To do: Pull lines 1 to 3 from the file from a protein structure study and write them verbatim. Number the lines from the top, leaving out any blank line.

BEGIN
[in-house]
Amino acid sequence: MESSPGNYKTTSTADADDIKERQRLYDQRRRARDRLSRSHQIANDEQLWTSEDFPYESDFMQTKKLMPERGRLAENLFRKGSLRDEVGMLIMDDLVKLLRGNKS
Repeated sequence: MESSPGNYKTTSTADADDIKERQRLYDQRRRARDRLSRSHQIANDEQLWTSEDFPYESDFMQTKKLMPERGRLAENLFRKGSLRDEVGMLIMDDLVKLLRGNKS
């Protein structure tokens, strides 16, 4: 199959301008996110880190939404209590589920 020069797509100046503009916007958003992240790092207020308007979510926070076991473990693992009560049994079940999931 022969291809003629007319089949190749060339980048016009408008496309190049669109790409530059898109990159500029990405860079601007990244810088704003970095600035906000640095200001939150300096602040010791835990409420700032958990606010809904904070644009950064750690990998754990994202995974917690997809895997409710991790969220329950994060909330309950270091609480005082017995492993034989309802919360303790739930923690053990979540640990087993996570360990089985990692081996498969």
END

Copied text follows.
[in-house]
Amino acid sequence: MESSPGNYKTTSTADADDIKERQRLYDQRRRARDRLSRSHQIANDEQLWTSEDFPYESDFMQTKKLMPERGRLAENLFRKGSLRDEVGMLIMDDLVKLLRGNKS
Repeated sequence: MESSPGNYKTTSTADADDIKERQRLYDQRRRARDRLSRSHQIANDEQLWTSEDFPYESDFMQTKKLMPERGRLAENLFRKGSLRDEVGMLIMDDLVKLLRGNKS